At last, I can truly celebrate success with my hotbin composter. It’s taken a while but finally I am seeing my hard work pay off and I’m getting some lovely usable compost.
You guys have been with me on this journey as I’ve battled to get the ratios right, the moisture level under control and enough waste to keep the bin hot, but thanks to some of my lovely neighbours who now give me their kitchen waste and old newspapers, we are winning this battle. Just to refresh your memories, we got the hotbin composter a few seasons ago now and we were full of excitement at the claims that you could go from kitchen and garden waste and in 3 months have lovely rich compost for the garden. And for me, the big claim that you didn’t have to turn it was a big win as I had struggled physically with turning a large, traditional compost pile.
I have to be honest, there wasn’t 100% success straight away, although truth be told, it wasn’t that far away. I found that generally, we just didn’t have enough garden waste (we don’t have a large garden and we don’t have a lot of shrubs etc that give us prunings) and we definitely didn’t have enough kitchen waste and we absolutely weren’t able to feed enough brown like paper into the bin. So the result was that anything coming out of the bin in terms of compost was very wet. We also struggled to see the bin maintain those hot temperatures advertised. It did get hot, we just struggled to maintain it. However, we knew the issues were not the bin itself, more about getting our process down, so that has been my mission over this past year and I’m happy to say that we have just had our first batch of new compost that wasn’t soaking wet, didn’t smell and was almost usable straight away – hurrah!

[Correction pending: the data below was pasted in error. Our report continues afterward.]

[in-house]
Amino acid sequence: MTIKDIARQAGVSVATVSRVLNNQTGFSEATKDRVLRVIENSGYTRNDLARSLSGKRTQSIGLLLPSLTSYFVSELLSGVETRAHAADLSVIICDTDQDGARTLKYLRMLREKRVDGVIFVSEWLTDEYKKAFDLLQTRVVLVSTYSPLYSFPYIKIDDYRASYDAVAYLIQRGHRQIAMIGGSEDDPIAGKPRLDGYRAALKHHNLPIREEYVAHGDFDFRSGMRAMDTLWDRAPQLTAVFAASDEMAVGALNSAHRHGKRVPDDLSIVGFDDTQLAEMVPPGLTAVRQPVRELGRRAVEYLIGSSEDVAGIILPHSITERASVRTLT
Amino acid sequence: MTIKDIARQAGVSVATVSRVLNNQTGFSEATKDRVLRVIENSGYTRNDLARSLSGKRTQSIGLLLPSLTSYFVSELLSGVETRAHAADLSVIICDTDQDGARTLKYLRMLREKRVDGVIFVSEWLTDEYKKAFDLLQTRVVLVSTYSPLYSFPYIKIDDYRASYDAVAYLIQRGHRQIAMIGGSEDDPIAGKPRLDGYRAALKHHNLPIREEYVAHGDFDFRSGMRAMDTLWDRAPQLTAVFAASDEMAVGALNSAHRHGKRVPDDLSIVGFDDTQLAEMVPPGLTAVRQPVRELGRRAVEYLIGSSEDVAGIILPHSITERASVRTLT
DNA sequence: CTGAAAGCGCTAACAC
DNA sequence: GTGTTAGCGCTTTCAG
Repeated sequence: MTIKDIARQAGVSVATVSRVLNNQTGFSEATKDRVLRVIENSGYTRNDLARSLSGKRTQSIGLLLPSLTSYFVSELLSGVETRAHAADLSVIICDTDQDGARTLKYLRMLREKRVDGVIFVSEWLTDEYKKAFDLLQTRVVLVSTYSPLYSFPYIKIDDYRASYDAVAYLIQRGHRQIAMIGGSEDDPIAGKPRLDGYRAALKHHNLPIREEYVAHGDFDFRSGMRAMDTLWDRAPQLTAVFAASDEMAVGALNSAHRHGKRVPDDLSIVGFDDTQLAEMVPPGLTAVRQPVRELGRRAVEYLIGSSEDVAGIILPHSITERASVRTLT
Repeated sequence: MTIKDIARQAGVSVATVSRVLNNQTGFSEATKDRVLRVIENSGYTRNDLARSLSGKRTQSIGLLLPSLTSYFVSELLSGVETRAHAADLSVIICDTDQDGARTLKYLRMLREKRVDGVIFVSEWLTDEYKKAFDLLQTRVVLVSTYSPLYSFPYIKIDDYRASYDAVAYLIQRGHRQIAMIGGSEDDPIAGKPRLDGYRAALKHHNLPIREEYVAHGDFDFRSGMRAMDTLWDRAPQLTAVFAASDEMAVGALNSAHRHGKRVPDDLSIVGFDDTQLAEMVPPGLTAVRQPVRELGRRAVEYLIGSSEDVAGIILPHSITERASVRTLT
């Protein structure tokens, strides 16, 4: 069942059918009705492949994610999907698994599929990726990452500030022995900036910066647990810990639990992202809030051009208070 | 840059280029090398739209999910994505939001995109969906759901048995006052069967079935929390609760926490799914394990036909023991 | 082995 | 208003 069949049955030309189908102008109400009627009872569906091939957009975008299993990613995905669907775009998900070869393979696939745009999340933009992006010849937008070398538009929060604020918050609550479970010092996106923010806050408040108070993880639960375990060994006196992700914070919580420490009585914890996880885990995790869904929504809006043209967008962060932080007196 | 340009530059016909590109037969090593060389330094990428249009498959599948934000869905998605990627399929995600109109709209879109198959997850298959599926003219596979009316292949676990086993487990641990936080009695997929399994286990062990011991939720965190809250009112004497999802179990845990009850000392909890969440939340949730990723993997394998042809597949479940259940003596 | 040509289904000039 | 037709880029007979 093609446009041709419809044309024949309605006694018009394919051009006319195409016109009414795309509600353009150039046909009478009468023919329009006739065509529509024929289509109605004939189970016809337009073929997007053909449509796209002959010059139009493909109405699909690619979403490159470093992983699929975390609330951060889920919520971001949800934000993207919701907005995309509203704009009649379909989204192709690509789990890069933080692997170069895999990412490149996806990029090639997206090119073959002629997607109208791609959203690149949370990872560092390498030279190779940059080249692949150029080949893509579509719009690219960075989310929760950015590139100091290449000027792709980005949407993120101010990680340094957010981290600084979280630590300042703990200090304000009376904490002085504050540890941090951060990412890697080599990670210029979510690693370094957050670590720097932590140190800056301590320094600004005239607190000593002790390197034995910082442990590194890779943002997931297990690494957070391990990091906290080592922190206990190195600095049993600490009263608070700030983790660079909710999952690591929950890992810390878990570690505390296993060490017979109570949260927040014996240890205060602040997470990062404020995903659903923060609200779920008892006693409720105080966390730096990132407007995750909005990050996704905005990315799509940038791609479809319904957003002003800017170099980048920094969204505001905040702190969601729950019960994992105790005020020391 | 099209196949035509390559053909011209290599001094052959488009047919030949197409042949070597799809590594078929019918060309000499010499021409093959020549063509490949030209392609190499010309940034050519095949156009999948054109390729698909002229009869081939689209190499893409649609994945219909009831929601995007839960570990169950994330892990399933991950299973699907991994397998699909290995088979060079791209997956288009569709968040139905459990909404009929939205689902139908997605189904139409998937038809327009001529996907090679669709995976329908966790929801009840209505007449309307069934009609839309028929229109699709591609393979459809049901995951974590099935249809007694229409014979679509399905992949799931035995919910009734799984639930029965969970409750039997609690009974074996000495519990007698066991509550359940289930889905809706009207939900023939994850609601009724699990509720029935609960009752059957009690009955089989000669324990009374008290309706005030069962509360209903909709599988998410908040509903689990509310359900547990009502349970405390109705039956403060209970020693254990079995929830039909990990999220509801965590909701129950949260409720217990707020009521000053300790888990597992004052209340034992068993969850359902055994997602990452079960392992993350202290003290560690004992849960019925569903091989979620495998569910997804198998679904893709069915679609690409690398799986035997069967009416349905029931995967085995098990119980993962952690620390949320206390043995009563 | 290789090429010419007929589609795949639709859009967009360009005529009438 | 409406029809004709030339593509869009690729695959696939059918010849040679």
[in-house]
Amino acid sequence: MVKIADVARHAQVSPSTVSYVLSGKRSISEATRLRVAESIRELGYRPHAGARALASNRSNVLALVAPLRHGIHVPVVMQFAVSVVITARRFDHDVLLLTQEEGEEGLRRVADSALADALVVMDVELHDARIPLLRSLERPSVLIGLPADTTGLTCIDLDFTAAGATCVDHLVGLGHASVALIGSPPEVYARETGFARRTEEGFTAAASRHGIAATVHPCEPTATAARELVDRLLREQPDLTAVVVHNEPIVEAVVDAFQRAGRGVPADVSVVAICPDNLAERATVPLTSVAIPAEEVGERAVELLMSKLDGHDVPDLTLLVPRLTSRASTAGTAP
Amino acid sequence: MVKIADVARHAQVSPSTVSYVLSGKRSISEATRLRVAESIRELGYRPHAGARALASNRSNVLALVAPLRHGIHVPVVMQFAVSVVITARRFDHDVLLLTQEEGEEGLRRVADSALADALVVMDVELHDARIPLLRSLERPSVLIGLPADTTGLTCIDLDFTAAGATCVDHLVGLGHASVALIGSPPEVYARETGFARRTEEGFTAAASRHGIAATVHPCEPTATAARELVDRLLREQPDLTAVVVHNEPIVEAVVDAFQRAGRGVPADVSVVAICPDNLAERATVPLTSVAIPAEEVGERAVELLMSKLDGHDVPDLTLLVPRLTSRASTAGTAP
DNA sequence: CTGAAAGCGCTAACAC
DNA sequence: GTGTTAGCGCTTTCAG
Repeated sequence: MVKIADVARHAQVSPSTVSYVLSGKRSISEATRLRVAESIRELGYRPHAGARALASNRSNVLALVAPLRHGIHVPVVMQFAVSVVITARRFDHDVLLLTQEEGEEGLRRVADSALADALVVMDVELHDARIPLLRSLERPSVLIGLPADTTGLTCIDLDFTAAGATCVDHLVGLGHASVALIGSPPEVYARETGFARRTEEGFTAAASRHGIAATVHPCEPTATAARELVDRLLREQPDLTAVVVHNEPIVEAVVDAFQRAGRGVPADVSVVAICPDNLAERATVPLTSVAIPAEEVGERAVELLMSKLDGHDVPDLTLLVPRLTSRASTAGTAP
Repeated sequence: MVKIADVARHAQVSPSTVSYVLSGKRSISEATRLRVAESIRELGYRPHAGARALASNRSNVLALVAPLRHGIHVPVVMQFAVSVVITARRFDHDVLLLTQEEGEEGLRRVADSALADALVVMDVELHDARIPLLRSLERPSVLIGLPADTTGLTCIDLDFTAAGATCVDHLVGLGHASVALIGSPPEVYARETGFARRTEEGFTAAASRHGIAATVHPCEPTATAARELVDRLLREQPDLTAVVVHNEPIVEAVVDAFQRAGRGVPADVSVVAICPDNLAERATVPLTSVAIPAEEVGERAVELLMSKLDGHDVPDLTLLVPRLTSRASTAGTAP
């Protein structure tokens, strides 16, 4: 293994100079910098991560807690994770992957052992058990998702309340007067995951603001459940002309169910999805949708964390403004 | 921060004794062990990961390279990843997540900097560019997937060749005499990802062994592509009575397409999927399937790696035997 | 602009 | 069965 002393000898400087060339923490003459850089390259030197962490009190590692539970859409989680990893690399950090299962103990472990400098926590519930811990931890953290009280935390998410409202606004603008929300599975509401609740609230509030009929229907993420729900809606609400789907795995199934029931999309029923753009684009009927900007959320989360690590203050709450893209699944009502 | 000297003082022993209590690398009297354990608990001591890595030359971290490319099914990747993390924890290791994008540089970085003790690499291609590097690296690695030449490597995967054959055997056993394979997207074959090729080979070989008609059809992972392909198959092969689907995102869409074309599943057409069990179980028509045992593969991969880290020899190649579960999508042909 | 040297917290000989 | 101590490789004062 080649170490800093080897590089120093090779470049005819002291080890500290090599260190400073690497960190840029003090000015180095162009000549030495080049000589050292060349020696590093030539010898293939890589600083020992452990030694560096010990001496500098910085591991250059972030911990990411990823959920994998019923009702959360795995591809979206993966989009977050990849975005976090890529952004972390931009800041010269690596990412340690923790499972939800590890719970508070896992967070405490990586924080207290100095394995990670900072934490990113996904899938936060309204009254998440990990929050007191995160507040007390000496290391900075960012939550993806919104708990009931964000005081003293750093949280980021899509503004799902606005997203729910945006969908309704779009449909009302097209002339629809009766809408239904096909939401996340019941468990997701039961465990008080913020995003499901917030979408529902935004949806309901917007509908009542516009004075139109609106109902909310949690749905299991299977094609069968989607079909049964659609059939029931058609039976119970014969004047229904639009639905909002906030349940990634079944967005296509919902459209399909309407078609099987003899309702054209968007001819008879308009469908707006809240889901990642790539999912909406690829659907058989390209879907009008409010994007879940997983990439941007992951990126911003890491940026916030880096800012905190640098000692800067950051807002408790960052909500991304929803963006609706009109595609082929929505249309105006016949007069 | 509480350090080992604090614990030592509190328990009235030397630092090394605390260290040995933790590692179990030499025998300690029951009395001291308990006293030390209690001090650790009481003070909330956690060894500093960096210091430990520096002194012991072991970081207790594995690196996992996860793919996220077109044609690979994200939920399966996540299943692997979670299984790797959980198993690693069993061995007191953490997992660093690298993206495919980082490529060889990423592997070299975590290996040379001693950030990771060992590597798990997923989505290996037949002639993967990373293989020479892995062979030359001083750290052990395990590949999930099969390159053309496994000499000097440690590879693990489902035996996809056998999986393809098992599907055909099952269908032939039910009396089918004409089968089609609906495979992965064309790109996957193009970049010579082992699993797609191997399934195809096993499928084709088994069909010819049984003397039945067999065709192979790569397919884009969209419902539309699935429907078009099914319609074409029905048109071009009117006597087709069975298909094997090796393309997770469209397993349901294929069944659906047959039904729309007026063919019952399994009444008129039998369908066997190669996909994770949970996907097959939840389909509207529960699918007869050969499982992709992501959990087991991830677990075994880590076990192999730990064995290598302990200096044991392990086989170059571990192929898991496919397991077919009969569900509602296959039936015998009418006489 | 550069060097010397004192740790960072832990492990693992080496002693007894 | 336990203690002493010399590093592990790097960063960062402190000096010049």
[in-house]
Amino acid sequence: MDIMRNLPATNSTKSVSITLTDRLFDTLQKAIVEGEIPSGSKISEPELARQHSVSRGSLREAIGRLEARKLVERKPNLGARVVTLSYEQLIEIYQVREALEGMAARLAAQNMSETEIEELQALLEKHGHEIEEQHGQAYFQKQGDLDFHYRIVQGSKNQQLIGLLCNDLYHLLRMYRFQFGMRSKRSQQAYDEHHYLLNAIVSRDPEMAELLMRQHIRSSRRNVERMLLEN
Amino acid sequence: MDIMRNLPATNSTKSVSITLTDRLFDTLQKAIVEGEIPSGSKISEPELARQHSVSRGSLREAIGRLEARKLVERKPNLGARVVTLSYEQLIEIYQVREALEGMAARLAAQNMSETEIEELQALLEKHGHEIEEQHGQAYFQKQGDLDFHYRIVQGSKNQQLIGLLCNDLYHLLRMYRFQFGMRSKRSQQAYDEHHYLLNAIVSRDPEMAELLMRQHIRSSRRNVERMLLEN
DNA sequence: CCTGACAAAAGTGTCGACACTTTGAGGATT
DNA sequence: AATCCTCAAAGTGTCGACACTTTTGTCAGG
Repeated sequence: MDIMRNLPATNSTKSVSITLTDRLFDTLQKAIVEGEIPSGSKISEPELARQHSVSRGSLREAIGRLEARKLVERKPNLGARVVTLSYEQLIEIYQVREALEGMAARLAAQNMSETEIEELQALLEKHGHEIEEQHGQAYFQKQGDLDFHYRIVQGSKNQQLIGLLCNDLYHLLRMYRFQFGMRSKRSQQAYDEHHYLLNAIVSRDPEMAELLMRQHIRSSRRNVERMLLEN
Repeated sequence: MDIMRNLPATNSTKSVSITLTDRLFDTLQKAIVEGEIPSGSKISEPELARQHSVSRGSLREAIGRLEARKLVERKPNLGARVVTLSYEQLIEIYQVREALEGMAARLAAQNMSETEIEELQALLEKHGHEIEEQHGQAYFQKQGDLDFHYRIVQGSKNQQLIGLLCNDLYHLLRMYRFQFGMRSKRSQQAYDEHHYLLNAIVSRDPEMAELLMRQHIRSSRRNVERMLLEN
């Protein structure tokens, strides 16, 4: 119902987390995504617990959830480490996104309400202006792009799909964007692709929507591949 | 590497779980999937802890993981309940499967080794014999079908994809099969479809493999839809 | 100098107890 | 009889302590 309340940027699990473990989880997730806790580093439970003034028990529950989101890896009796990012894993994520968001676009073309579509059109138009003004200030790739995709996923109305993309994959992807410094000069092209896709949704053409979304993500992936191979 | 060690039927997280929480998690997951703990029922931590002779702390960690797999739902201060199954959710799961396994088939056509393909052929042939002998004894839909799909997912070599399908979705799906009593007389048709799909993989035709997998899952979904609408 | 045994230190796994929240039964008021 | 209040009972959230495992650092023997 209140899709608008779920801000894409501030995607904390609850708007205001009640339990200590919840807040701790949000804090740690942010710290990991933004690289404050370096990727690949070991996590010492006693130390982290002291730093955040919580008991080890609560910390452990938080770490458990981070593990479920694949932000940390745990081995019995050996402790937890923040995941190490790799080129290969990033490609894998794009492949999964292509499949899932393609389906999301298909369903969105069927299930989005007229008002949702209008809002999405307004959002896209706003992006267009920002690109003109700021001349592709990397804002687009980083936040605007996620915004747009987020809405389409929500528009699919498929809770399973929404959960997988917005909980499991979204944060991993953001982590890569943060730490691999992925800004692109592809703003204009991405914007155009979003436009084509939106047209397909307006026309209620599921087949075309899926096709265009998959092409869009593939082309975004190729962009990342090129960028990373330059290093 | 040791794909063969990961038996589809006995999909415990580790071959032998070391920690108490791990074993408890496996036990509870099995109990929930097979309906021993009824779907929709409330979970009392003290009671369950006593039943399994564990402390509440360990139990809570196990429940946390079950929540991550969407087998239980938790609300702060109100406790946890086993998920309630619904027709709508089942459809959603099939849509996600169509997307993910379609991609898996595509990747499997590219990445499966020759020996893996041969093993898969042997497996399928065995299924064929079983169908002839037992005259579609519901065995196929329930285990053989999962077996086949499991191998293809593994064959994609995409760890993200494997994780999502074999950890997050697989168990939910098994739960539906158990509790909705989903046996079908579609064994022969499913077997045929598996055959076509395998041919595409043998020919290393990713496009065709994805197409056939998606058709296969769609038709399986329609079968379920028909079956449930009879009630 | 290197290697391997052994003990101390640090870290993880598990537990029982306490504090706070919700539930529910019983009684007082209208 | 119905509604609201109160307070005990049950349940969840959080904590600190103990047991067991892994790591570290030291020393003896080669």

I say almost usable as it is still a bit too course for my purposes and will need to be sieved (filtered) and to do that I will need to dry it out a little. But that’s a whole different battle in the Scottish climate. Overall though, I am seriously chuffed.
It’s been a week now and I still haven’t managed to get it dry enough to sieve because it’s pretty much rained non stop, but hopefully, some good weather next week will let me lay it out on a tarp, get it dried and then sieved so that I have some lovely fine compost for pots etc. Until then, it will just have to live in a sack behind the shed.